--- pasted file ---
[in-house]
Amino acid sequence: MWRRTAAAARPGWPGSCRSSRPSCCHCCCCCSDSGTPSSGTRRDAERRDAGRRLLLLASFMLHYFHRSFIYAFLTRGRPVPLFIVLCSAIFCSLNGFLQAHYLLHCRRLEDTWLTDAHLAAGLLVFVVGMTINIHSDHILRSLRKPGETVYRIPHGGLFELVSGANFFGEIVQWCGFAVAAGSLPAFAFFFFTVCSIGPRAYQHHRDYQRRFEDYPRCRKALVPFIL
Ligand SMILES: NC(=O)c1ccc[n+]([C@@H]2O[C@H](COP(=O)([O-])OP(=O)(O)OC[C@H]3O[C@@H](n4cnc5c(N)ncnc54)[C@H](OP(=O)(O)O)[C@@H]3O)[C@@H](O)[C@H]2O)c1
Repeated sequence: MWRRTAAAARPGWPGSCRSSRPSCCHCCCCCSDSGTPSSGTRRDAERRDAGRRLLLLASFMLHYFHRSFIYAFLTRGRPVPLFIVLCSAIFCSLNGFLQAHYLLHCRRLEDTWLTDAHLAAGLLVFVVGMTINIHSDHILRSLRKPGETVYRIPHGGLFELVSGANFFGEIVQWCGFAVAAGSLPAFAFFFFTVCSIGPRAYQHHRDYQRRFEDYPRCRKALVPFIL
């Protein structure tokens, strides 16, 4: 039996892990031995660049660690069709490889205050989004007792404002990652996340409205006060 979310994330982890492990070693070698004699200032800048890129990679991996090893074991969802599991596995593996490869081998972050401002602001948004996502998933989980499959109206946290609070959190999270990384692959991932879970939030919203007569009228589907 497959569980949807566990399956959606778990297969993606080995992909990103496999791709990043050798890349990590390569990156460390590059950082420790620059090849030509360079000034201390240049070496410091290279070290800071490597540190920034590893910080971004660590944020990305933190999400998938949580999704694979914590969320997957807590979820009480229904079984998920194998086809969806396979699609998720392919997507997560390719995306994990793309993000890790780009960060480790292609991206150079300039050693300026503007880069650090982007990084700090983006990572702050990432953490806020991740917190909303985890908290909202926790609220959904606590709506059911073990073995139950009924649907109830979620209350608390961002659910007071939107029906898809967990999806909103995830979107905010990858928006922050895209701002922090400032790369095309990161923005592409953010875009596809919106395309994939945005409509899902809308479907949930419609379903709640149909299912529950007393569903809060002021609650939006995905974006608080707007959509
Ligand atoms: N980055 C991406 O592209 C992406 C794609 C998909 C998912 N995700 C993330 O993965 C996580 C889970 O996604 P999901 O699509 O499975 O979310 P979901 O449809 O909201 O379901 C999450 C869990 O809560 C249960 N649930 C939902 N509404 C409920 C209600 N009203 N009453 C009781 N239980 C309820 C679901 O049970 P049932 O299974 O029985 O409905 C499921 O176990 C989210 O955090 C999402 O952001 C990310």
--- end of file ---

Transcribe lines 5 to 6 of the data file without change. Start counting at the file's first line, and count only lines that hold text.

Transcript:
């Protein structure tokens, strides 16, 4: 039996892990031995660049660690069709490889205050989004007792404002990652996340409205006060 979310994330982890492990070693070698004699200032800048890129990679991996090893074991969802599991596995593996490869081998972050401002602001948004996502998933989980499959109206946290609070959190999270990384692959991932879970939030919203007569009228589907 497959569980949807566990399956959606778990297969993606080995992909990103496999791709990043050798890349990590390569990156460390590059950082420790620059090849030509360079000034201390240049070496410091290279070290800071490597540190920034590893910080971004660590944020990305933190999400998938949580999704694979914590969320997957807590979820009480229904079984998920194998086809969806396979699609998720392919997507997560390719995306994990793309993000890790780009960060480790292609991206150079300039050693300026503007880069650090982007990084700090983006990572702050990432953490806020991740917190909303985890908290909202926790609220959904606590709506059911073990073995139950009924649907109830979620209350608390961002659910007071939107029906898809967990999806909103995830979107905010990858928006922050895209701002922090400032790369095309990161923005592409953010875009596809919106395309994939945005409509899902809308479907949930419609379903709640149909299912529950007393569903809060002021609650939006995905974006608080707007959509
Ligand atoms: N980055 C991406 O592209 C992406 C794609 C998909 C998912 N995700 C993330 O993965 C996580 C889970 O996604 P999901 O699509 O499975 O979310 P979901 O449809 O909201 O379901 C999450 C869990 O809560 C249960 N649930 C939902 N509404 C409920 C209600 N009203 N009453 C009781 N239980 C309820 C679901 O049970 P049932 O299974 O029985 O409905 C499921 O176990 C989210 O955090 C999402 O952001 C990310």